adhana api te dhanyah
yad-grha hy arha-varyambu-
adhanah—not very rich; api—although; te—they; dhanyah—glorious; sadhavah—saintly persons; grha-medhinah—persons who are attached to family life; yat-grhah—whose house; hi—certainly; arha-varya—the most worshipable; ambu—water; trna—grass; bhumi—land; isvara—the master; avarah—the servants.
A person who is not very rich and is attached to family life becomes highly glorified when saintly persons are present in his home. The master and servants who are engaged in offering the exalted visitors water, a sitting place and paraphernalia for reception are glorified, and the home itself is also glorified.
Materially if a man is not very rich, he is not glorious, and spiritually if a man is too attached to family life, he is also not glorious. But saintly persons are quite ready to visit the house of a poor man or a man who is attached to material family life. When this happens, the owner of the house and his servants are glorified because they offer water for washing the feet of a saintly person, sitting places and other things to receive him. The conclusion is that if a saintly person goes to the house of even an unimportant man, such a person becomes glorious by his blessings. It is therefore the Vedic system that a householder invite a saintly person in his home to receive his blessings. This system is still current in India, and therefore saintly persons, wherever they go, are hosted by the householders, who in turn get an opportunity to receive transcendental knowledge. It is the duty of a sannyasi, therefore, to travel everywhere just to favor the householders, who are generally ignorant of the values of spiritual life.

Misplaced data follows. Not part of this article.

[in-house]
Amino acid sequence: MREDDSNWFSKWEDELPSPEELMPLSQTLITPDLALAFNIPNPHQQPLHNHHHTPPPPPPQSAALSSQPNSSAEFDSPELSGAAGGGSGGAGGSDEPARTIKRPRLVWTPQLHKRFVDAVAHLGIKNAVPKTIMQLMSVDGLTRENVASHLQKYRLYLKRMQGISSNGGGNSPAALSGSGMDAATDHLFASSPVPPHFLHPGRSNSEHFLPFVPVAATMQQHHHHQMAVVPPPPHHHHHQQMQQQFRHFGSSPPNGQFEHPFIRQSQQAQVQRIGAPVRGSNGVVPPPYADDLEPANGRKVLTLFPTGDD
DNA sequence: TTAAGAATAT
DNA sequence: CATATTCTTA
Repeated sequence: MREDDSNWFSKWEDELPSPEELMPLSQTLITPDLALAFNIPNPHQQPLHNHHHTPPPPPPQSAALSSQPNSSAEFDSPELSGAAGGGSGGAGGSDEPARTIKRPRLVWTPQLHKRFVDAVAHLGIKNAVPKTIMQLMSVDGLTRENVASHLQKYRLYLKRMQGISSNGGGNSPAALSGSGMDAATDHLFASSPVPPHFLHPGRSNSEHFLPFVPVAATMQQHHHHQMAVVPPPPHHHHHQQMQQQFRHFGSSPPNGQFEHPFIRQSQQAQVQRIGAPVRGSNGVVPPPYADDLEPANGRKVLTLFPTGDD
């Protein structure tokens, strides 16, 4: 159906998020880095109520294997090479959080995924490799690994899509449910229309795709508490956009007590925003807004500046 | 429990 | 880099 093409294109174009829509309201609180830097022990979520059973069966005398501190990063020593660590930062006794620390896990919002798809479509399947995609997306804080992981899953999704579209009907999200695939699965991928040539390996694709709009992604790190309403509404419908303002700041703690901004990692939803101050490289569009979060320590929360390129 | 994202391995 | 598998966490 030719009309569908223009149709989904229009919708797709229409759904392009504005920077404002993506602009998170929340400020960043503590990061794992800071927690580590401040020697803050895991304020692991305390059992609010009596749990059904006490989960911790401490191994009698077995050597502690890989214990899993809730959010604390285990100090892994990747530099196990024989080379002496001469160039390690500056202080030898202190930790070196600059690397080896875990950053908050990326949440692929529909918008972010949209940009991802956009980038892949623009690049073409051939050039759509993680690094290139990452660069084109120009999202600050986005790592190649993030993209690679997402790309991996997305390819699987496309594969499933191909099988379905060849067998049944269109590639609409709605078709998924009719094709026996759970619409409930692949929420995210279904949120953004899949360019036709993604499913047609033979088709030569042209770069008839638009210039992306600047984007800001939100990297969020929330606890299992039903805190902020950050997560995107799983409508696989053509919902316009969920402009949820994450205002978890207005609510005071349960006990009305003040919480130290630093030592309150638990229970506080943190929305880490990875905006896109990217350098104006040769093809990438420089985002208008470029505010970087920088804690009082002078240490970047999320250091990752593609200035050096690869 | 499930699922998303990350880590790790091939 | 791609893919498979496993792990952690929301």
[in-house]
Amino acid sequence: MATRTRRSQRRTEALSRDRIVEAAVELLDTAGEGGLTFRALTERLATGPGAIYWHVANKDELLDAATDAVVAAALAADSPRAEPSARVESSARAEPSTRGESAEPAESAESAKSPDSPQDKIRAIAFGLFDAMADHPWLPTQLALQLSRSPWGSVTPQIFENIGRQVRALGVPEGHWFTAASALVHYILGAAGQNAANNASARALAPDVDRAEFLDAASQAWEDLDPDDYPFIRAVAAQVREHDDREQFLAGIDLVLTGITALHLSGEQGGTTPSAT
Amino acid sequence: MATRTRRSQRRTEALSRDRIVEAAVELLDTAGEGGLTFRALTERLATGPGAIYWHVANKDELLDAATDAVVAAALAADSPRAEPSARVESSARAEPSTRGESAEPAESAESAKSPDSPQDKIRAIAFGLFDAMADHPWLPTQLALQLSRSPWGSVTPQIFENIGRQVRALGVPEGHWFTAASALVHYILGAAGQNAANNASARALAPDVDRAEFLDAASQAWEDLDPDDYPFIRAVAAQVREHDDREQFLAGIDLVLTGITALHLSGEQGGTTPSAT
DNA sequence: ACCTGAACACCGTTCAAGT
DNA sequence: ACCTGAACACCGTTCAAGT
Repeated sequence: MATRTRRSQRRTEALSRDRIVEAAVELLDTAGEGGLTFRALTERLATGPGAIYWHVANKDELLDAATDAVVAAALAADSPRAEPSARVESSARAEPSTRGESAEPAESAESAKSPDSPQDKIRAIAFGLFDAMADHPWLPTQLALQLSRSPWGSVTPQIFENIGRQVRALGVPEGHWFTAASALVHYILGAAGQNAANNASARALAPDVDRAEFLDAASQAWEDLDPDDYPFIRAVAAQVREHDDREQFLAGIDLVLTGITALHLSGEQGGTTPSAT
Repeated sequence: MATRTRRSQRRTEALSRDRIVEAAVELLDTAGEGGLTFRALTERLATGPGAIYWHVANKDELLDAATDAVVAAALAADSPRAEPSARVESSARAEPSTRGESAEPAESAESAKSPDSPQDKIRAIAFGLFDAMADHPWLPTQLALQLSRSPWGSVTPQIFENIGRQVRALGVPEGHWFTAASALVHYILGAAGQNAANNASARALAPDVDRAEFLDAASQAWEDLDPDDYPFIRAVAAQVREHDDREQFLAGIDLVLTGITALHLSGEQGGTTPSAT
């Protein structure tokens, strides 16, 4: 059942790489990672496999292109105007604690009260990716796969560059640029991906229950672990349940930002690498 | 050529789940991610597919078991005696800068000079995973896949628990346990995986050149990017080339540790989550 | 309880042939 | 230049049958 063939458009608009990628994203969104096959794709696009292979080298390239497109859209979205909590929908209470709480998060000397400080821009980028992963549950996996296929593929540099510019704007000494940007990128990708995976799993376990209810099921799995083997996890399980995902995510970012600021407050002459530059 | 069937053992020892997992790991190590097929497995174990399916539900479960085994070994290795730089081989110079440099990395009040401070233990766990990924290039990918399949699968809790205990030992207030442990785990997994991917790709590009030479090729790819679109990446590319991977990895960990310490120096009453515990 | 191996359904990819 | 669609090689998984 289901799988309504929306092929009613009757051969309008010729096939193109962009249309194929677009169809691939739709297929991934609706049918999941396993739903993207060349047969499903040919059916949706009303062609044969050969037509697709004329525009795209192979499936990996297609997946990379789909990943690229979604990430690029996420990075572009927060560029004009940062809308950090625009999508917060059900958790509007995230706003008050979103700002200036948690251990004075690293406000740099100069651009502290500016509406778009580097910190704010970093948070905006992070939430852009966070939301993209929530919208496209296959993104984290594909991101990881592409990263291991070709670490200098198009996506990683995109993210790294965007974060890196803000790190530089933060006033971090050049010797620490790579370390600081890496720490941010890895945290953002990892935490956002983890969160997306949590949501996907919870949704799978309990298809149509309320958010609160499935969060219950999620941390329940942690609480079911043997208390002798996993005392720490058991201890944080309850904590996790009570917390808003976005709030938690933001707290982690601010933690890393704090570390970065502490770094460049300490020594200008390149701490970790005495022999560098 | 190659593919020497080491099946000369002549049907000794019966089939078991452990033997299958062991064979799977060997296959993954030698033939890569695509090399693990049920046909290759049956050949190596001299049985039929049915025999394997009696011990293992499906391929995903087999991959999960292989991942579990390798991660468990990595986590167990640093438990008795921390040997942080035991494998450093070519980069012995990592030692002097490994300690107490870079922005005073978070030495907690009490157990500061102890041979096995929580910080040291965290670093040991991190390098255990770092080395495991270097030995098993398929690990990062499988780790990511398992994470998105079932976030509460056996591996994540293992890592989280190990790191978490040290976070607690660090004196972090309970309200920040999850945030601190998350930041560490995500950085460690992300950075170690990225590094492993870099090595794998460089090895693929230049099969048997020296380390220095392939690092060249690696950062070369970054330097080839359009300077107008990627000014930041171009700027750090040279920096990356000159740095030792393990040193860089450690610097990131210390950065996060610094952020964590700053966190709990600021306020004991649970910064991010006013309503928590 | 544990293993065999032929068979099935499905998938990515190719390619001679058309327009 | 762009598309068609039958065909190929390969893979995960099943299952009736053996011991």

It may be argued that all householders are not very rich and that one cannot receive great saintly persons or preachers because they are always accompanied by their disciples. If a householder is to receive a saintly person, he has to receive his entourage also. It is said in the sastras that Durvasa Muni was always accompanied by sixty thousand disciples and that if there was a little discrepancy in their reception, he would be very angry and would sometimes curse the host. The fact is that every householder, regardless of his position or economic condition, can at least receive saintly guests with great devotion and offer them drinking water, for drinking water is available always. In India the custom is that even an ordinary person is offered a glass of water if he suddenly visits and one cannot offer him foodstuff. If there is no water, then one can offer a sitting place, even if it is on straw mats. And if one has no straw mat, he can immediately cleanse the ground and ask the guest to sit there. Supposing that a householder cannot even do that, then with folded hands he can simply receive the guest, saying, “Welcome.” And if he cannot do that, then he should feel very sorry for his poor condition and shed tears and simply offer obeisances with his whole family, wife and children. In this way he can satisfy any guest, even if the guest is a saintly person or a king.
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